Kristin Cheatwood is not your average wedding photographer, even though she photographs weddings full-time out of Atlanta, Georgia and throughout the South East. Unlike many other wedding photographers, Kristin didn’t follow the traditional path into photographing weddings. Rather than segue into weddings from family or couples portraits, she originally focused her lens on professional motocross and supercross. After being begged to photograph a wedding in 2008, however, she took the gig and in three years transitioned to photographing weddings full time. Kristin excels at capturing intricate details, candid moments, and the emotion that fills the day. We recently interviewed Kristen to get more insight into her background and how she approaches wedding photography. You can find more of Kristen’s work on her Website, Wedding Maps Profile, and Instagram profile.
Welcome to the Featured Artist Series at The Photo Argus, a place where we feature the stories and work of incredible photographers from around the world. Many of these features are from the best wedding photographers over at Wedding Maps. However, we also feature photographers in other genres as well. If you’re interested in being featured, please contact us.
What’s in Kristin’s Gear Bag?
- Canon R5
- Canon 5D MkIV
- Canon RF 70-200mm f/2.8
- Canon EF 85mm f/1.2 (find the RF 85mm f/1.2 version here)
- Canon RF 24-70mm f/2.8
- Canon EF 50mm f/1.2
- Canon EF 24mm f/1.4
- Canon EF 100mm f/2.8 Macro
- Canon EF 16-35mm f/2.8
And now, onto the interview!
What is your favorite camera lens and why?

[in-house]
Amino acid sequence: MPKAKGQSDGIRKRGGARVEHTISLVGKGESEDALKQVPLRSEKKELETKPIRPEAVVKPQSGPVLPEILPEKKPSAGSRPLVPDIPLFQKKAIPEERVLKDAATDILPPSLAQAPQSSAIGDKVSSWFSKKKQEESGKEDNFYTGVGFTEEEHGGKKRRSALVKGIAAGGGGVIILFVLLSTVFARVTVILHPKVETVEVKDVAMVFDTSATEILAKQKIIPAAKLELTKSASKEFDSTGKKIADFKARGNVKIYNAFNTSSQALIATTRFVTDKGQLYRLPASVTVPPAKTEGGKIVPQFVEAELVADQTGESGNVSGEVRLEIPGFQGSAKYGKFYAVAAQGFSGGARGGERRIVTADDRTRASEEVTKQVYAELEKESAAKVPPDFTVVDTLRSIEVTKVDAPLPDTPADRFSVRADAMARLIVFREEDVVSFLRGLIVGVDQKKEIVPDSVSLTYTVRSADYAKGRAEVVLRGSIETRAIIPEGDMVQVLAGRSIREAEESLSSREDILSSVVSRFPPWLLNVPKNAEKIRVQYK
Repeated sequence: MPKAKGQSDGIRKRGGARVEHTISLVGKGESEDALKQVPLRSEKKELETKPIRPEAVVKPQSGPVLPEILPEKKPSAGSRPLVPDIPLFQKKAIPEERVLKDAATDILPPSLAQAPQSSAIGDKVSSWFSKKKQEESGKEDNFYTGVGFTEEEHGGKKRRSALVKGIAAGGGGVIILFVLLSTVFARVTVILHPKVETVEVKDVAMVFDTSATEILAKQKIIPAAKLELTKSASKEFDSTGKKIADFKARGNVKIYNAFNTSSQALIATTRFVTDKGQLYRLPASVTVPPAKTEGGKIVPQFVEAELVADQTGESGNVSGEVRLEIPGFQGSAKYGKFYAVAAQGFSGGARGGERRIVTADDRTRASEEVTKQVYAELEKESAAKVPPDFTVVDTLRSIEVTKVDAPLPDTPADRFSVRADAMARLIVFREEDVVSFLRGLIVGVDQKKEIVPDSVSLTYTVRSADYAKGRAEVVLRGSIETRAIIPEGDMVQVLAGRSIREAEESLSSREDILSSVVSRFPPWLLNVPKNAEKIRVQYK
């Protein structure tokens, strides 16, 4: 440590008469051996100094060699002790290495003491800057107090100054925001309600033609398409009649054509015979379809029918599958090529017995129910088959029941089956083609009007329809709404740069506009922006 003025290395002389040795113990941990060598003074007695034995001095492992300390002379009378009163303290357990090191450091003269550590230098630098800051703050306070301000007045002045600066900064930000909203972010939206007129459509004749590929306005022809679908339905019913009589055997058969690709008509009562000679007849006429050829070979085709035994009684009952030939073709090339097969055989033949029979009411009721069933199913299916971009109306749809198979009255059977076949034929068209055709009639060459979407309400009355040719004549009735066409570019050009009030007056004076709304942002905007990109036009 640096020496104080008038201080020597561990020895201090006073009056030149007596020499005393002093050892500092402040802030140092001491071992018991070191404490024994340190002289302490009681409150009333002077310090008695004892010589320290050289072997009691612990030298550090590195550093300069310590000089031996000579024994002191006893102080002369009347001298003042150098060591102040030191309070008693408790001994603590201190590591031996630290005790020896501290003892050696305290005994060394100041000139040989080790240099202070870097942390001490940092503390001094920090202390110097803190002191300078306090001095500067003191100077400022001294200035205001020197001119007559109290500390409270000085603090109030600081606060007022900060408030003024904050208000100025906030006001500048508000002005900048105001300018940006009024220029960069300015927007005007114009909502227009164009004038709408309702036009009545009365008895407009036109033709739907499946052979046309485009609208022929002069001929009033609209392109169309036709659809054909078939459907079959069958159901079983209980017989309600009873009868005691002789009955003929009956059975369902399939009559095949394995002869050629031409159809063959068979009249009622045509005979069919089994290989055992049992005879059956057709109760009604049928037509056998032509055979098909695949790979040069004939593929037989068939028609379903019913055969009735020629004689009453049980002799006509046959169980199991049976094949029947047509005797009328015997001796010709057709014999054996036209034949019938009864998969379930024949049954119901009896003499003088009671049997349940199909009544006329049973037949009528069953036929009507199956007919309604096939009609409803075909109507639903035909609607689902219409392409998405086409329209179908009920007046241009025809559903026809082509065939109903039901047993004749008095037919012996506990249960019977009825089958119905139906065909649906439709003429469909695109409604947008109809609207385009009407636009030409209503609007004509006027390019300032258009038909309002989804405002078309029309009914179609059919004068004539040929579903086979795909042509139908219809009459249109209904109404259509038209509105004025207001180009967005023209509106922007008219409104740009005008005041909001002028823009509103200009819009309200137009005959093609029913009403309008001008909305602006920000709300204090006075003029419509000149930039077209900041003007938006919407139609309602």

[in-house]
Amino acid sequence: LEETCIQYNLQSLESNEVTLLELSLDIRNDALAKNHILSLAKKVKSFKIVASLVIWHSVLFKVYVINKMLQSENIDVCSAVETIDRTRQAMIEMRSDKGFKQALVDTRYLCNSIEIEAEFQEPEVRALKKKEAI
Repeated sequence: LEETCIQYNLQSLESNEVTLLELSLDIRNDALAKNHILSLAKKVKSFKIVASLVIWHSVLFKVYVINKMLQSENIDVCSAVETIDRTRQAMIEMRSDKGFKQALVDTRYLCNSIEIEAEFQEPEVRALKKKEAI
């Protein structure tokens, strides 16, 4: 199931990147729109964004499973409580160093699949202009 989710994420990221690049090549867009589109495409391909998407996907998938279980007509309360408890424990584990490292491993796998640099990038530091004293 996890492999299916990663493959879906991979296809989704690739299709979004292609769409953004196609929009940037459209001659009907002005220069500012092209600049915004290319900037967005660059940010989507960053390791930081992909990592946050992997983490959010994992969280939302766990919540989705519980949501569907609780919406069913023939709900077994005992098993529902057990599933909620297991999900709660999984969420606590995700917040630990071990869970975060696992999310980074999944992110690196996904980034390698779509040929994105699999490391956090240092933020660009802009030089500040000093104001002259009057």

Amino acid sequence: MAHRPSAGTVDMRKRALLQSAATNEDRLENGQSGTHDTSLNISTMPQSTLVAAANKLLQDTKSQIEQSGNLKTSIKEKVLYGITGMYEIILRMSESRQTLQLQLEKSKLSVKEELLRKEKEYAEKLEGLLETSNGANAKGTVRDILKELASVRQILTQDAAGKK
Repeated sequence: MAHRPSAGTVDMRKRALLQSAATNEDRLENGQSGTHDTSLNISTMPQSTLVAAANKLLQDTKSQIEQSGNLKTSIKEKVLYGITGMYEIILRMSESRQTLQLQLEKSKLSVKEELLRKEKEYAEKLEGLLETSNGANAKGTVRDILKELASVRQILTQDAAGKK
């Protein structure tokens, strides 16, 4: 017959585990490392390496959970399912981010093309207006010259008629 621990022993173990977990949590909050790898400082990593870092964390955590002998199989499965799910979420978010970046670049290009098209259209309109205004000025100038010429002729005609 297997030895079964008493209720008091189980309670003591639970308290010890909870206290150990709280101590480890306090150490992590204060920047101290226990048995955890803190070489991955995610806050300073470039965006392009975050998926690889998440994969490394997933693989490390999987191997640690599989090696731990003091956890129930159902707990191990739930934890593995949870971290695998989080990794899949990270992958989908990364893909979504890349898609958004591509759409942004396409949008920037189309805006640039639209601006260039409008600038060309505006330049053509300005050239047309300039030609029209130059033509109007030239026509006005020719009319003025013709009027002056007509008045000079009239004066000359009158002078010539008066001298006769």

My 85mm f/1.2. Nothing is better than the butter smooth images this produces while maintaining a crisp image.
How long have you been a photographer? What got you started?
I have been a photographer for 16 years. What got me started was traveling the world with my Dad as a kid photographing professional supercross racers. I ended up on the floor, was the only woman on the floor and the guys taught me everything about light, motion, composition.
How did you establish and define your shooting and editing style?
I established my shooting style by always having a mind that wants to stop motion to remember a moment. I don’t remember much about my school-age days, and so ever since I have been trying to document everything to preserve memories. I want the same for my clients on their most important days with their most important people. My favorite colors are blue and green. I love the ocean and love the rich colors you typically find in architecture around an ocean town. I love bold colors and have tuned my editing style based on that.
How do you differentiate yourself from the photographer down the street?
I’m introverted. Always have been. I’m not bubbly or outgoing. I’m an observer and analytical thinker. Im methodical about how I approach things. When I have a camera in my hand, I have a different persona. I am able to confidentially lead others into groups or talk them through motion. I think my laid-back introverted personality helps keep a bride at ease, I definitely don’t add any anxiety to the room!
What is the best part about being a photographer?
As I touched on before, I don’t remember much about growing up. I can’t remember what my Mom was like or who my friends were. I am so grateful that I’m able to share my gift of photography with others. To capture those moments that come and go in an instant, so that they may be remembered forever.
What is the most challenging part of being a photographer?
Culling images!! My mentor, Hillary Maybery, used to give me such a hard time when she observed me culling a wedding. I was SO SLOOWWW. I have a hard time narrowing down images because I feel such a connection with the couple and the day, that it is hard for me to delete images. I now have a folder named “rejects” that I drag the images to, so it’s not goodbye forever, it’s see you soon :)
Who are some of your favorite photographers?
What advice would you give someone wanting to learn photography?
Apprentice! Don’t expect to be paid while you are learning (ie, 2nd shooting when you’ve never 2nd shot before). Practice, practice and practice some more. Really learn light…keep in mind if you are wanting to be a wedding photographer, sometimes you have to photograph some key moments in the harsh mid-day sun. Become comfortable with that.